Event: E-Learning Webinar: Radicalisation & Gang Culture

Date
21 Mar 2017, 11:00–12:00
Venue
Online Event
Rates

LGiU & Non-Members: £34.95 +VAT

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Description

This is a pre-recorded Webinar where we look at ‘radicalisation’ in the UK and where we examine radicalisation and the influence of gang culture.

There is a growing trend of child exploitation within UK gang culture. It ruins lives and disrupts families. It is a disease that preys on vulnerable and impressionable children, as young as 10 years old, who are being targeted and groomed by older gang members that coerce them into committing serious criminal acts that often end in gun and knife violence.

It also leads to radicalisation where Islamic extremists target young ethnic minorities and white working class boys are targeted by right-wing extremists. Gangs become their new homes where they find order, authority and belonging that society and often parents no longer offer.

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Who should attend?

This webinar will be relevant to both elected members and officers involved in radicalisation and gang culture as well law enforcement and voluntary sectors.

Speakers

This webinar will be led by Sheldon Thomas, the Founder and Chief Executive of Gangsline. In it he will discuss why gangs become instruments of radicalisation, the problems of developing an exit strategy and what communities and local authorities can do to address this problem.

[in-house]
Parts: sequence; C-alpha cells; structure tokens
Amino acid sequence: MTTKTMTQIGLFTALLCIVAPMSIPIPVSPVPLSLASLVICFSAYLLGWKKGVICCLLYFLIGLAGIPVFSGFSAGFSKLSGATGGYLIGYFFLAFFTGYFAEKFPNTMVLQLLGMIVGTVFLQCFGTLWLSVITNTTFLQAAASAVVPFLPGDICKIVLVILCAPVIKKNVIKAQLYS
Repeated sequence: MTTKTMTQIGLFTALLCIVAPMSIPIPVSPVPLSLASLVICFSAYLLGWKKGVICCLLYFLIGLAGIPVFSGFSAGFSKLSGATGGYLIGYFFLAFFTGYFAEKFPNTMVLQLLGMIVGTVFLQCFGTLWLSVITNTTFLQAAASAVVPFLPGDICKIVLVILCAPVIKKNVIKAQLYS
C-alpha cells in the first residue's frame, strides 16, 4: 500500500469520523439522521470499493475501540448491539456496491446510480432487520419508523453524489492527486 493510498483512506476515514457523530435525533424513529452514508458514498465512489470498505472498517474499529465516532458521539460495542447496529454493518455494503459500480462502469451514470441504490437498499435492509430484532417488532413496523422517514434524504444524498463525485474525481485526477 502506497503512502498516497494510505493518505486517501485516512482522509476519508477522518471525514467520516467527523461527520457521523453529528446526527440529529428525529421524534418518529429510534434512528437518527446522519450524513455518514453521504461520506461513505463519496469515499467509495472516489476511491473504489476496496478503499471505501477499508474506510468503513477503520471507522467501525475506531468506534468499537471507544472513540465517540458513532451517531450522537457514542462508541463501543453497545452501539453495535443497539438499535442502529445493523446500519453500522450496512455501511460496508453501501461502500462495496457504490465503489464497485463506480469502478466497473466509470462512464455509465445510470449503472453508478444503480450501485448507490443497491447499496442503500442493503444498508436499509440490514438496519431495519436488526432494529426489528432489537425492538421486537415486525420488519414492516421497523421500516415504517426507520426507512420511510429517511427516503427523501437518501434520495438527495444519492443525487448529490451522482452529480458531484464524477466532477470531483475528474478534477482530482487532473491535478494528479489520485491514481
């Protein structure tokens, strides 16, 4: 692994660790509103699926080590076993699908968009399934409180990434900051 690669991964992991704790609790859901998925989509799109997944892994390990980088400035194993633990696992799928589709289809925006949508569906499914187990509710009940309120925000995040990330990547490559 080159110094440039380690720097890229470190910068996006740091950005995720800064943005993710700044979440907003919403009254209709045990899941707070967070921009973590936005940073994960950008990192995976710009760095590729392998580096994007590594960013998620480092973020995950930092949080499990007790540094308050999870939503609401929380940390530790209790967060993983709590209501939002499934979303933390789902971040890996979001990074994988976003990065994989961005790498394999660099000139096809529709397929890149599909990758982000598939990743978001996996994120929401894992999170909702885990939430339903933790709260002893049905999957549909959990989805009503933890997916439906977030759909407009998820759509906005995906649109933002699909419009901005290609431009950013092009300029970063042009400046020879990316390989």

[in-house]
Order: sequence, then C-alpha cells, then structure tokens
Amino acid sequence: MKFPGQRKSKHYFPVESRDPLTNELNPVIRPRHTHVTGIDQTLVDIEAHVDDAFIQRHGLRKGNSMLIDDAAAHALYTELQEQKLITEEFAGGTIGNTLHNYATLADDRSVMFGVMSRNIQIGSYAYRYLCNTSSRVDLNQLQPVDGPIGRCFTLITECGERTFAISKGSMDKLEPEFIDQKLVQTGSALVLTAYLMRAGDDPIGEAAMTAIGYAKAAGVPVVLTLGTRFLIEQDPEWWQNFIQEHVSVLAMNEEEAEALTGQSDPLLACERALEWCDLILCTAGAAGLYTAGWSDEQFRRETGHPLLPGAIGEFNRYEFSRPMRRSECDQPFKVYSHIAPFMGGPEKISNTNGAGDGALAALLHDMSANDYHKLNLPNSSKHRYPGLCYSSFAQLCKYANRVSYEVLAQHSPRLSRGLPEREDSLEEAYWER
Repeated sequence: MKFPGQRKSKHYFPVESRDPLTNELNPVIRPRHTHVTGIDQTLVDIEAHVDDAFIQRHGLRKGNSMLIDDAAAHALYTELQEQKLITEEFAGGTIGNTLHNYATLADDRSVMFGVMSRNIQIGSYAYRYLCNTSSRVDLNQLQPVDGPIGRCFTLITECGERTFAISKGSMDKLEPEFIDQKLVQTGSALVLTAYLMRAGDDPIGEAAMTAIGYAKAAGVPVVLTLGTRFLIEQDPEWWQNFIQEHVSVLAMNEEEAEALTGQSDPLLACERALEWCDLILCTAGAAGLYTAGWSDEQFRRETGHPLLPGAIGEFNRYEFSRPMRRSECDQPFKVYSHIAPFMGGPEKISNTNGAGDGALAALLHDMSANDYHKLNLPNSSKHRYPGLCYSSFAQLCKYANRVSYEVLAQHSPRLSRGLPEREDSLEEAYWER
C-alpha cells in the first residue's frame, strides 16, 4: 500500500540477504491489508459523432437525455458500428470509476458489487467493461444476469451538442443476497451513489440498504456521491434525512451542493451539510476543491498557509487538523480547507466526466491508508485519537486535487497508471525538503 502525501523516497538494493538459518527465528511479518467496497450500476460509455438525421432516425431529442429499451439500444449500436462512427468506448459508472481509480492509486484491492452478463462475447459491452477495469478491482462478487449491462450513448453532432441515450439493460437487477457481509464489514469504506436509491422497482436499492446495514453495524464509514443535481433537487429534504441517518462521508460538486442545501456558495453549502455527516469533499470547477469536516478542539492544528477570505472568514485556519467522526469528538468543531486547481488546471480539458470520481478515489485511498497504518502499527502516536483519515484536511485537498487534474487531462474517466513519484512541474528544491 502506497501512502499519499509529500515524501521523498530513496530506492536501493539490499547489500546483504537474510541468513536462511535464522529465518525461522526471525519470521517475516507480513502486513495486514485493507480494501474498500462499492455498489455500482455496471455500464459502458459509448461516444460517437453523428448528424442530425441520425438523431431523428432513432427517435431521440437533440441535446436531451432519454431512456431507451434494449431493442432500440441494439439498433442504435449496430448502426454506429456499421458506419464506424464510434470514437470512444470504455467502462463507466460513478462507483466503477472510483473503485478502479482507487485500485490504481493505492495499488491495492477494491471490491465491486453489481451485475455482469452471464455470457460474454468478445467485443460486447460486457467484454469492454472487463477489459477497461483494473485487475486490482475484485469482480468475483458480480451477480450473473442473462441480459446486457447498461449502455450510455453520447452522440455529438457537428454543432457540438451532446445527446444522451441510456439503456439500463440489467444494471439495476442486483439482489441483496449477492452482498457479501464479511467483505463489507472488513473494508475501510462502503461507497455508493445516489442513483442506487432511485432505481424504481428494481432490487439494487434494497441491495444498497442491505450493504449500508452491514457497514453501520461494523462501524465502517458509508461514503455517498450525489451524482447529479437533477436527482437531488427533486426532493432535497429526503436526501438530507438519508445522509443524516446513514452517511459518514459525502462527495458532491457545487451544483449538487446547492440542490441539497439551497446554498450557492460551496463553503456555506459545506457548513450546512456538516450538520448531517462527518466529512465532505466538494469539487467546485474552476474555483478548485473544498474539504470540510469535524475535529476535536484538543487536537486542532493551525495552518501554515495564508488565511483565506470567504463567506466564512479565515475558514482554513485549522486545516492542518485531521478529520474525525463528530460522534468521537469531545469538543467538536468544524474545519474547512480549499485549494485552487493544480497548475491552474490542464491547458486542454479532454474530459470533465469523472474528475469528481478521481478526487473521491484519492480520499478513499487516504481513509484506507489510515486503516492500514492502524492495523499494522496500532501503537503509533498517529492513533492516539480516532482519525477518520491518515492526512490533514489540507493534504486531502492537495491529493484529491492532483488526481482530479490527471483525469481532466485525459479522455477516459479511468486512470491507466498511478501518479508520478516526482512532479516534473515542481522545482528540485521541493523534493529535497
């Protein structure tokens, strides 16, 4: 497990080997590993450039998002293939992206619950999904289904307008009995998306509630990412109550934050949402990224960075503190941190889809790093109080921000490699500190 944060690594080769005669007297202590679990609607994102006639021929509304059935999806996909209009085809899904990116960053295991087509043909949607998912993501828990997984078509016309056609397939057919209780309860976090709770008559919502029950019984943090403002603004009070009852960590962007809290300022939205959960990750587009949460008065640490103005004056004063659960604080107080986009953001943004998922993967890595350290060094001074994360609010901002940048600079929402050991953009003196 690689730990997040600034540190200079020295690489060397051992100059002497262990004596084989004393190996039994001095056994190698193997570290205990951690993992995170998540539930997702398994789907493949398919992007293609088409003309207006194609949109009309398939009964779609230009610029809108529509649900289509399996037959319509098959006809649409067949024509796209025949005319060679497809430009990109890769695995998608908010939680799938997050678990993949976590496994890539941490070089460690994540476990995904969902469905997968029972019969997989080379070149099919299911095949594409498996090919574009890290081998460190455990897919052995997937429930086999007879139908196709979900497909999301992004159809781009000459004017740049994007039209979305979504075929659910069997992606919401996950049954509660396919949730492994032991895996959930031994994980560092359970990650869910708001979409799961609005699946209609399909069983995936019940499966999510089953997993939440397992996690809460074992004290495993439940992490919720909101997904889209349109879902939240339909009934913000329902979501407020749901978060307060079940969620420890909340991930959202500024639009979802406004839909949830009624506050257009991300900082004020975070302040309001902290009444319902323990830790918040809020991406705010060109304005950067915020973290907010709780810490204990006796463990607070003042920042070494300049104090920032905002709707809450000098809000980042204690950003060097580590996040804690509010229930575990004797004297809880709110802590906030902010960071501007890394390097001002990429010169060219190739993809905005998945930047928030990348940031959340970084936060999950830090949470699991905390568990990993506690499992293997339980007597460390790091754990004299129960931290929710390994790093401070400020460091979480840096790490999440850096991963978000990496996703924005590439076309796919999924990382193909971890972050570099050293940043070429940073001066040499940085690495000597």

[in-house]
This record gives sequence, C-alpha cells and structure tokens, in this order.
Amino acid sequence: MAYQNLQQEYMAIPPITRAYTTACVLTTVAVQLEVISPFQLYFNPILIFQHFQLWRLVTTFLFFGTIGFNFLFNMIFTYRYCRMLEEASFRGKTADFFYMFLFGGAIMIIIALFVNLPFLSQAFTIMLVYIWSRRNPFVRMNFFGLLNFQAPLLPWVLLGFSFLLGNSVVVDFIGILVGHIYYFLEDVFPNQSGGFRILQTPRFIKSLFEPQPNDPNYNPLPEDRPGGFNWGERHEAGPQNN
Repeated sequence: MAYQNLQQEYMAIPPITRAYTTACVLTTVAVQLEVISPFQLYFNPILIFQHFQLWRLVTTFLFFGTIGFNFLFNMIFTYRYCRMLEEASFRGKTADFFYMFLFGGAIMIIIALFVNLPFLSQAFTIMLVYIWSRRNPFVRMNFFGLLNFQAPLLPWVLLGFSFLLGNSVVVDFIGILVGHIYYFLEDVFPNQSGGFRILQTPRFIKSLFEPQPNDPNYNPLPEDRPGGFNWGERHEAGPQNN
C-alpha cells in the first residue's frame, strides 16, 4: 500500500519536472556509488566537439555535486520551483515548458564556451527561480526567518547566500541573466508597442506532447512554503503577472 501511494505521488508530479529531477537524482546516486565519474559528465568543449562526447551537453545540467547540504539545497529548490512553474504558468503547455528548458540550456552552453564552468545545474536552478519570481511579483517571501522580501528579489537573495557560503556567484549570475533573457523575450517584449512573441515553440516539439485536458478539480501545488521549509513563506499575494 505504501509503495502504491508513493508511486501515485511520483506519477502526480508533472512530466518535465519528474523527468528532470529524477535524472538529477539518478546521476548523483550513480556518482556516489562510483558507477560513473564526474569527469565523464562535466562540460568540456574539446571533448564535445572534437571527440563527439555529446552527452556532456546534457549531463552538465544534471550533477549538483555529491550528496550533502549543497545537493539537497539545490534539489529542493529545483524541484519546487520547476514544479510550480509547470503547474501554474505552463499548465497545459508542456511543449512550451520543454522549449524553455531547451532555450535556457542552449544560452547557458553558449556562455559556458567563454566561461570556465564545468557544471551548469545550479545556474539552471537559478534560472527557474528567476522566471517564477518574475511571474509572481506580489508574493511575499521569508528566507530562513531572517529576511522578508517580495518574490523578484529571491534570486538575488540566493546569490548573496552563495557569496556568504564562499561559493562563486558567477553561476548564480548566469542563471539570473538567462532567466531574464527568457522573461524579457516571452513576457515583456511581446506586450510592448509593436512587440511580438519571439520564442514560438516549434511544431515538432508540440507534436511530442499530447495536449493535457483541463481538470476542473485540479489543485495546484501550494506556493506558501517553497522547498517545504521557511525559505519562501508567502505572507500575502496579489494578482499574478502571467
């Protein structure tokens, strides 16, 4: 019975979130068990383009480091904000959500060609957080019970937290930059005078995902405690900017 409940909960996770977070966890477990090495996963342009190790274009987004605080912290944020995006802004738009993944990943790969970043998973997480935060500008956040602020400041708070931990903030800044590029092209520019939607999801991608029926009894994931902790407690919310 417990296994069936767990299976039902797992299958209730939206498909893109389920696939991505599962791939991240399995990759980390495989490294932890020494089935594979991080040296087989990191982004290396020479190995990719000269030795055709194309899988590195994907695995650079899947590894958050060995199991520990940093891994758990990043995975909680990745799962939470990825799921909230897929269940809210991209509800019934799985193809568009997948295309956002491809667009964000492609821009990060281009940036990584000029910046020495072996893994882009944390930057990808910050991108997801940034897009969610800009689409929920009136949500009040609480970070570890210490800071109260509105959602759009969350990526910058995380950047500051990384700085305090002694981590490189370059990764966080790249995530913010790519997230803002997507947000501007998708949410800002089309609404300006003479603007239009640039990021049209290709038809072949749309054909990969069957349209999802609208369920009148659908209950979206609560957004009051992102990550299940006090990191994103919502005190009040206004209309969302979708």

Sheldon is hailed as a leading expert in gang culture and is both an advisor to the Home Office and New Scotland Yard on gang culture and violence, and to Trident, which is, a specialist unit dealing with black-on-black gun related crime. Sheldon regularly sits in on the Home Office roundtable discussions and has contributed to the Home Office ‘Ending Gang Violence’ Strategy (2011). He also currently provides strategic and tactical advice to the London Boroughs of Barking and Dagenham and Newham on gang-related activity, and informs on cross-border issues for the London Boroughs of Waltham Forest and Redbridge.

Francis Sealey, GlobalNet21, a former producer at the BBC for The Open University, Francis has extensive experience of engaging with local communities and the use of social media.